Setenil de las Bodegas is a town (pueblo) in the province of Cádiz, Spain, famous for its dwellings built into rock overhangs above the Rio Trejo. According to the 2005 census, the city has a population of 3,016 inhabitants. It has an exact antipodal city: Auckland, New Zealand.
This small town (pueblo) is located 157 kilometres (98 mi) northeast of Cadiz. It has a distinctive setting along a narrow river gorge. The town extends along the course of the Rio Trejo with some houses being built into the rock walls of the gorge itself, created by enlarging natural caves or overhangs and adding an external wall.
Modern Setenil evolved from a fortified Moorish town that occupied a bluff overlooking a sharp bend in the Rio Trejo northwest of Ronda. The castle dates from at least the Almohad period in the 12th century. However, the site was certainly occupied during the Roman invasion of the region in the 1st century AD. Setenil was once believed to be the successor of the Roman town of Laccipo, but it was subsequently proved that Laccipo became the town of Casares in Malaga.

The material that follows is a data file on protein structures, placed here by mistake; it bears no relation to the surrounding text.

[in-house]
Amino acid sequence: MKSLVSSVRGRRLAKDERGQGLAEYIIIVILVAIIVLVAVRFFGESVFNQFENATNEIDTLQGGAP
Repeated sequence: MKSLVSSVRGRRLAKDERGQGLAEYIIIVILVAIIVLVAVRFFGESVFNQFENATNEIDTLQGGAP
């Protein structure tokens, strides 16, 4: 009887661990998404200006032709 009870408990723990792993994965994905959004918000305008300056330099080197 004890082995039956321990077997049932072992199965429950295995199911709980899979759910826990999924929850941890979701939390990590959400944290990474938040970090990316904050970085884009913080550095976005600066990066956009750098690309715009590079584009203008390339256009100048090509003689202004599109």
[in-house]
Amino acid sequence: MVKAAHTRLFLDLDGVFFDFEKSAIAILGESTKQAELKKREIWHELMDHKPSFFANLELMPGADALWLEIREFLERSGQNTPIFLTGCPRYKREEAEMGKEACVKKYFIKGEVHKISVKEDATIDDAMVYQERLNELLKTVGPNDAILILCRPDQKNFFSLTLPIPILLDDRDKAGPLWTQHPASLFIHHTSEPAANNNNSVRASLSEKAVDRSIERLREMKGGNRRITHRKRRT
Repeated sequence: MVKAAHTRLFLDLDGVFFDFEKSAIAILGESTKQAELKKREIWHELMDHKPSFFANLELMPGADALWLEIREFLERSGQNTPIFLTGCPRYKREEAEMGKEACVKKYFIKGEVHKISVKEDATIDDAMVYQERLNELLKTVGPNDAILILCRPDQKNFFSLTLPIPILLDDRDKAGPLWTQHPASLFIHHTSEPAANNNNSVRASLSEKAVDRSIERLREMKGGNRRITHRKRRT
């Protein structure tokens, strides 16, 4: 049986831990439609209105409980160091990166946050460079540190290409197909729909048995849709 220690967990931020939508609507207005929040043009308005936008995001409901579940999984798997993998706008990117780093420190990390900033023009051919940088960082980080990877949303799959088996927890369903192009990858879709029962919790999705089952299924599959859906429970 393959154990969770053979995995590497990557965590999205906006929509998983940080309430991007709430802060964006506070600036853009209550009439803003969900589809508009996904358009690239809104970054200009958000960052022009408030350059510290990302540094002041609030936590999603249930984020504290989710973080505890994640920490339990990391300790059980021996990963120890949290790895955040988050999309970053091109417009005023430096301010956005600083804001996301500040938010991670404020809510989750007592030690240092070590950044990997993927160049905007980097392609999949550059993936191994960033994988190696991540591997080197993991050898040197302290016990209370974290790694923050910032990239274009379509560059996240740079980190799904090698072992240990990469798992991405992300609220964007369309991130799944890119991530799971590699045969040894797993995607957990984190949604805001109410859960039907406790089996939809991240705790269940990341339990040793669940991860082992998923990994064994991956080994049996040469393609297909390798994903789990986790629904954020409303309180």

Given the evidence of other nearby cave-dwelling societies, such as those at the Cueva de la Pileta west of Ronda, where habitation has been tracked back more than 25,000 years, it is possible that Setenil was occupied much much earlier. Most evidence of this would have been erased by continuous habitation.